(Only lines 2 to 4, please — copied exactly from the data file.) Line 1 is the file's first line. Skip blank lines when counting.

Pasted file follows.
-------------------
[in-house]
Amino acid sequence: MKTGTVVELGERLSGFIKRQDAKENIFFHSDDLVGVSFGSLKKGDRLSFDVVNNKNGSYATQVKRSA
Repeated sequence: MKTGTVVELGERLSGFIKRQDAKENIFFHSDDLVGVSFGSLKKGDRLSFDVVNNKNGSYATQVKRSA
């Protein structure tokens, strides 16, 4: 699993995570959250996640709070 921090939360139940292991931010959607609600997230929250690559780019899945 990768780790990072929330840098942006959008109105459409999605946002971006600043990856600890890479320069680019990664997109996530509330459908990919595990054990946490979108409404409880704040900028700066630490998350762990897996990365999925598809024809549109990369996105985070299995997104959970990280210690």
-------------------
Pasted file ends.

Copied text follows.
Amino acid sequence: MKTGTVVELGERLSGFIKRQDAKENIFFHSDDLVGVSFGSLKKGDRLSFDVVNNKNGSYATQVKRSA
Repeated sequence: MKTGTVVELGERLSGFIKRQDAKENIFFHSDDLVGVSFGSLKKGDRLSFDVVNNKNGSYATQVKRSA
């Protein structure tokens, strides 16, 4: 699993995570959250996640709070 921090939360139940292991931010959607609600997230929250690559780019899945 990768780790990072929330840098942006959008109105459409999605946002971006600043990856600890890479320069680019990664997109996530509330459908990919595990054990946490979108409404409880704040900028700066630490998350762990897996990365999925598809024809549109990369996105985070299995997104959970990280210690």